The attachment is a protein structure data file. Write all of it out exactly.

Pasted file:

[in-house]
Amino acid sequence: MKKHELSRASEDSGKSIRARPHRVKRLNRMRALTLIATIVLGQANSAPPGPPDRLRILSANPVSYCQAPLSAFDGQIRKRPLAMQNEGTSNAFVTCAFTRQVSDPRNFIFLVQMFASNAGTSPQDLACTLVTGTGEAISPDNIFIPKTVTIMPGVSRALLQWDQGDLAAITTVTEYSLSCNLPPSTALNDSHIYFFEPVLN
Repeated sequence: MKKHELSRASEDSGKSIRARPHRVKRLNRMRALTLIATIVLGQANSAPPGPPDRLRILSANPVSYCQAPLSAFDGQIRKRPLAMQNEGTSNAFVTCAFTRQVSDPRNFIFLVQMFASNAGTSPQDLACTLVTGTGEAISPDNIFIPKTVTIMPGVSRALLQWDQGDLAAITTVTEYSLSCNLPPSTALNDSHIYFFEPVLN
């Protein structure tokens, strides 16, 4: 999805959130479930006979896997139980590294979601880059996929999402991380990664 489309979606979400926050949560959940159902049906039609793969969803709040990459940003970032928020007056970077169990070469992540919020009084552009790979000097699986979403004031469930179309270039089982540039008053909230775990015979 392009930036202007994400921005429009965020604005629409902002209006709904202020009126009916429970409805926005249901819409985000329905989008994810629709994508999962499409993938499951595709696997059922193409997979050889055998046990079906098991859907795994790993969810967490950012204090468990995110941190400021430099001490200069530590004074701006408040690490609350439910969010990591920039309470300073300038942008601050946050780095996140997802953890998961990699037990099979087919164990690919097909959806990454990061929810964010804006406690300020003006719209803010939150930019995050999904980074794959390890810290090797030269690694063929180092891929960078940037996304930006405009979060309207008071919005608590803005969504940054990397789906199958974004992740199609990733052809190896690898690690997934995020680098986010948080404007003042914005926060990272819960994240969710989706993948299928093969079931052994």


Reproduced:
[in-house]
Amino acid sequence: MKKHELSRASEDSGKSIRARPHRVKRLNRMRALTLIATIVLGQANSAPPGPPDRLRILSANPVSYCQAPLSAFDGQIRKRPLAMQNEGTSNAFVTCAFTRQVSDPRNFIFLVQMFASNAGTSPQDLACTLVTGTGEAISPDNIFIPKTVTIMPGVSRALLQWDQGDLAAITTVTEYSLSCNLPPSTALNDSHIYFFEPVLN
Repeated sequence: MKKHELSRASEDSGKSIRARPHRVKRLNRMRALTLIATIVLGQANSAPPGPPDRLRILSANPVSYCQAPLSAFDGQIRKRPLAMQNEGTSNAFVTCAFTRQVSDPRNFIFLVQMFASNAGTSPQDLACTLVTGTGEAISPDNIFIPKTVTIMPGVSRALLQWDQGDLAAITTVTEYSLSCNLPPSTALNDSHIYFFEPVLN
């Protein structure tokens, strides 16, 4: 999805959130479930006979896997139980590294979601880059996929999402991380990664 489309979606979400926050949560959940159902049906039609793969969803709040990459940003970032928020007056970077169990070469992540919020009084552009790979000097699986979403004031469930179309270039089982540039008053909230775990015979 392009930036202007994400921005429009965020604005629409902002209006709904202020009126009916429970409805926005249901819409985000329905989008994810629709994508999962499409993938499951595709696997059922193409997979050889055998046990079906098991859907795994790993969810967490950012204090468990995110941190400021430099001490200069530590004074701006408040690490609350439910969010990591920039309470300073300038942008601050946050780095996140997802953890998961990699037990099979087919164990690919097909959806990454990061929810964010804006406690300020003006719209803010939150930019995050999904980074794959390890810290090797030269690694063929180092891929960078940037996304930006405009979060309207008071919005608590803005969504940054990397789906199958974004992740199609990733052809190896690898690690997934995020680098986010948080404007003042914005926060990272819960994240969710989706993948299928093969079931052994």